Kevin recognizes that not everyone can live 200 yards from their polling place.
So how do you pick and choose among the yards of glittering hardware?
Then Carter saw Mace, ten to fifteen yards in front of the truck, crawling on his elbows, trying to reach them.
About 40 yards away from the house, in the middle of a large grass lawn, is an ordinary looking rectangular hedge.
He caught eight passes for 71 yards and a touchdown in an overtime loss to the Buffalo Bills last weekend.
The line in question is 700 meters long--770 yards--and has two lines of way.
The troopers were not a hundred yards away, and there were fifty of them.
I could go several thousand yards without stopping and with no mishaps.
Within a thousand yards the British battleships opened fire.
Two circles were formed, about a hundred yards off, for prisons.
"ground around a house," Old English geard "enclosure, garden, court, house, yard," from Proto-Germanic *garda (cf. Old Norse garðr "enclosure, garden, yard;" Old Frisian garda, Dutch gaard, Old High German garto, German Garten "garden;" Gothic gards "house," garda "stall"), from PIE *gharto-, from root *gher- "to grasp, enclose" (cf. Old English gyrdan "to gird," Sanskrit ghra- "house," Albanian garth "hedge," Latin hortus "garden," Phrygian -gordum "town," Greek khortos "pasture," Old Irish gort "field," Breton garz "enclosure, garden," and second element in Latin cohors "enclosure, yard, company of soldiers, multitude").
Lithuanian gardas "pen, enclosure," Old Church Slavonic gradu "town, city," and Russian gorod, -grad "town, city" belong to this group, but linguists dispute whether they are independent developments or borrowings from Germanic. Yard sale is attested by 1976. Middle English yerd "yard-land" (mid-15c.) was a measure of about 30 acres.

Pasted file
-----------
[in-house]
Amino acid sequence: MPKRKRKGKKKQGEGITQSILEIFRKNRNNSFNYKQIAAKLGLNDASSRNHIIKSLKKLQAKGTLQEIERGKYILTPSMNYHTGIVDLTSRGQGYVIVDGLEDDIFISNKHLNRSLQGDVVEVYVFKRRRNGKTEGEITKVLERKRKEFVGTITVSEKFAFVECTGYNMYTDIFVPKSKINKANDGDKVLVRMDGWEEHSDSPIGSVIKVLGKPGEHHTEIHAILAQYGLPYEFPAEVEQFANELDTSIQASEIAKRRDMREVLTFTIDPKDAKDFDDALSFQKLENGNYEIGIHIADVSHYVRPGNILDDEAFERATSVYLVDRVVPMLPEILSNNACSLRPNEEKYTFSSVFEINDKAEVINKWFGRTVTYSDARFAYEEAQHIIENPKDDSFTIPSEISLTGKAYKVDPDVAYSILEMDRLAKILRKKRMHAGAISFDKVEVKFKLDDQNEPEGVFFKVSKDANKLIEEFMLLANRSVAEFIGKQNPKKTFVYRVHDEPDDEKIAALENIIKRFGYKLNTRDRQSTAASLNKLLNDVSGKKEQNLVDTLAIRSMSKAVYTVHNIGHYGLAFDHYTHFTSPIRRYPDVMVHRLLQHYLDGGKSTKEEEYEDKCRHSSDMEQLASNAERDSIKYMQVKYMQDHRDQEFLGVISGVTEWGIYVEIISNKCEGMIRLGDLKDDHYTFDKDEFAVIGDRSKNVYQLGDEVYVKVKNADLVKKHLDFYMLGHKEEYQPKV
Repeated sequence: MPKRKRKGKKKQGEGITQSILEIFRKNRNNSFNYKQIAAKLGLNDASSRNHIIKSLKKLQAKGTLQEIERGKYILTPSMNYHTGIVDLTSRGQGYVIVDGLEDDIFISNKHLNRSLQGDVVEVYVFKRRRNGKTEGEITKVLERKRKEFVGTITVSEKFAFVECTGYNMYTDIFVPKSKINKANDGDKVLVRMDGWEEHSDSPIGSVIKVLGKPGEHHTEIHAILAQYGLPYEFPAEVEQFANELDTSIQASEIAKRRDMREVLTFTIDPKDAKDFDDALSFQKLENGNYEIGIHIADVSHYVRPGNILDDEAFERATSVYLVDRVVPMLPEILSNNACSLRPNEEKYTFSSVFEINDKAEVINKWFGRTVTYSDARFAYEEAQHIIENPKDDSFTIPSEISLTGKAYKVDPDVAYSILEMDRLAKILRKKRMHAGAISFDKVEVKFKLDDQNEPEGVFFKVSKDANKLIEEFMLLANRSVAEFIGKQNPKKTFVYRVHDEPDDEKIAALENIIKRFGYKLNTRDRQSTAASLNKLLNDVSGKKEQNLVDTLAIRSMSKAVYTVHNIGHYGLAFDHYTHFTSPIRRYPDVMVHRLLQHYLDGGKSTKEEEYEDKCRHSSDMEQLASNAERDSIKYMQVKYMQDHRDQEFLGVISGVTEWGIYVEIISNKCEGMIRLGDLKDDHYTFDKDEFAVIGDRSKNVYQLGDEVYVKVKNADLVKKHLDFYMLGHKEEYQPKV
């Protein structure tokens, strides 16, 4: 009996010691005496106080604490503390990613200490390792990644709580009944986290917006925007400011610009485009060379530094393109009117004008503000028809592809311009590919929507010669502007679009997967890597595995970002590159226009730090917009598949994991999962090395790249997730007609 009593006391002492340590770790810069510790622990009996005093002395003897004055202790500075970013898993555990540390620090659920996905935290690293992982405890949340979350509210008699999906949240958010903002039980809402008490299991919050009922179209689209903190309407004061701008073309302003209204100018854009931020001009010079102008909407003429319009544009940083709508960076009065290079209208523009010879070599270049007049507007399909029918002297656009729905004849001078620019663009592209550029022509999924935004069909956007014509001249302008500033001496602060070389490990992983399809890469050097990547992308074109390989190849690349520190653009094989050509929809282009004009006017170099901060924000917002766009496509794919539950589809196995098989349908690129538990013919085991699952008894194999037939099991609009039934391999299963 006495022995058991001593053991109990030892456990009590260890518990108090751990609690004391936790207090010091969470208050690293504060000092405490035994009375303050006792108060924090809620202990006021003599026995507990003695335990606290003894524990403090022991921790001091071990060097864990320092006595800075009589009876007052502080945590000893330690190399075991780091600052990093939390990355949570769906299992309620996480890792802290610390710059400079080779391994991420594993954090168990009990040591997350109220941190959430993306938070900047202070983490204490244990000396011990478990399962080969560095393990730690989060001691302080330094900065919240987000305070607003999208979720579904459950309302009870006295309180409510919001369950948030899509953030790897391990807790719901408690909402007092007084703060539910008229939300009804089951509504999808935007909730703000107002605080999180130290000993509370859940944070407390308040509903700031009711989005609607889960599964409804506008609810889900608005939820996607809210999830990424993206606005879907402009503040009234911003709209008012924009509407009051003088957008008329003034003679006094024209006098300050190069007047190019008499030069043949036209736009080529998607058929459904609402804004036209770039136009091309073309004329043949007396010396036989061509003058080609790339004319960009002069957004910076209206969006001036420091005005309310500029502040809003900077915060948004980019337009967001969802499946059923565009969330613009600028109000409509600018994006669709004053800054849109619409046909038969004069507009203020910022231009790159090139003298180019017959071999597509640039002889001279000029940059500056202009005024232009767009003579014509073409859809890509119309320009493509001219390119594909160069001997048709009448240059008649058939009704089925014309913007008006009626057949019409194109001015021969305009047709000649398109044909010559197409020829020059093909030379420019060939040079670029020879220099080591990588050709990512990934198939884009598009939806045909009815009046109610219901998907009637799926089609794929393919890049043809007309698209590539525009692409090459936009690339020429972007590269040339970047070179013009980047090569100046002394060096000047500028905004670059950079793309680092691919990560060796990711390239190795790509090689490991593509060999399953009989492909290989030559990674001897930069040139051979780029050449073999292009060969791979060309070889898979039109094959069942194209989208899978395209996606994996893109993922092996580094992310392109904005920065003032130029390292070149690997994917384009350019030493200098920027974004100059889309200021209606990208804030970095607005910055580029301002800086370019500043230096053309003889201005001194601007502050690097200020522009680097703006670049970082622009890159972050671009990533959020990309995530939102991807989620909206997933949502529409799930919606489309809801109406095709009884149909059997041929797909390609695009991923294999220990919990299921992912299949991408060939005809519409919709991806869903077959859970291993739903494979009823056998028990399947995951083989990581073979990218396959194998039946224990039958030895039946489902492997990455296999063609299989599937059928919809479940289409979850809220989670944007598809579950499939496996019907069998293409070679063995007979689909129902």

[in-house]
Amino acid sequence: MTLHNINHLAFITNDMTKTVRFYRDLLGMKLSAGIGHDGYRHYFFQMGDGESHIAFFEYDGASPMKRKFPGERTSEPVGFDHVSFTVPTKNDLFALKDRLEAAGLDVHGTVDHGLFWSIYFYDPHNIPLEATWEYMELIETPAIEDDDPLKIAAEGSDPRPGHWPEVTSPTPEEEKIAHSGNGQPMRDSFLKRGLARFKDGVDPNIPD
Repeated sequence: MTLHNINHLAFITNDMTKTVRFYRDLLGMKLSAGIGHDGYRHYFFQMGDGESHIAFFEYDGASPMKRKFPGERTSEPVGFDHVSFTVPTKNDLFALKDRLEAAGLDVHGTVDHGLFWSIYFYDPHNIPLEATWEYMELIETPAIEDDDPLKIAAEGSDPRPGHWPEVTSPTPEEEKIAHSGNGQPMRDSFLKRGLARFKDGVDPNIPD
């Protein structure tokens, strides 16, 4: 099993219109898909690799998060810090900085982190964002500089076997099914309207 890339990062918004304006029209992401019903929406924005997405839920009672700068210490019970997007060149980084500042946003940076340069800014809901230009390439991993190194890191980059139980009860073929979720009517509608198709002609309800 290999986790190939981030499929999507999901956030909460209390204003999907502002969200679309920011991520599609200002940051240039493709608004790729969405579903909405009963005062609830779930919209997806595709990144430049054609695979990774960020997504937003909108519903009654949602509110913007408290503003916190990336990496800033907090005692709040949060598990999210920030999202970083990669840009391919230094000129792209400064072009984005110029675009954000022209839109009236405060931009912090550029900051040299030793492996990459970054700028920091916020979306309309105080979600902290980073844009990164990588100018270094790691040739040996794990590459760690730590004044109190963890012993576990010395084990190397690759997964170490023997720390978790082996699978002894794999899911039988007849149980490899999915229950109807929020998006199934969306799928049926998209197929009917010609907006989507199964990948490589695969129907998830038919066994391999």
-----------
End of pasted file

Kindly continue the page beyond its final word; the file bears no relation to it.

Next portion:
measure of length, Old English gerd (Mercian), gierd (West Saxon) "rod, stick, measure of length," from West Germanic *gazdijo, from Proto-Germanic *gazdaz "stick, rod" (cf. Old Saxon gerda, Old Frisian ierde, Dutch gard "rod;" Old High German garta, German gerte "switch, twig," Old Norse gaddr "spike, sting, nail"), from PIE *gherdh- "staff, pole" (cf. Latin hasta "shaft, staff"). The nautical yardarm retains the original sense of "stick."
Originally in Anglo-Saxon times a land measure of roughly 5 meters (a length later called rod, pole, or perch). Modern measure of "three feet" is attested from late 14c. (earlier rough equivalent was the ell of 45 inches, and the verge). In Middle English, the word also was a euphemism for "penis" (cf. "Love's Labour's Lost," V.ii.676). Slang meaning "one hundred dollars" first attested 1926, American English.
A unit of length in the US Customary System equal to 3 feet or 36 inches (0.91 meter). See Table at measurement.
[fr the fact that convicts exercise in the yard of the prison, and that neophyte soldiers are confined to the grounds of the training post during their first weeks; the basic metaphor is probably based on the behavior of urban pigeons]
A young person in one of the learned and well-paid professions
[1970s+; fr Young American Professional]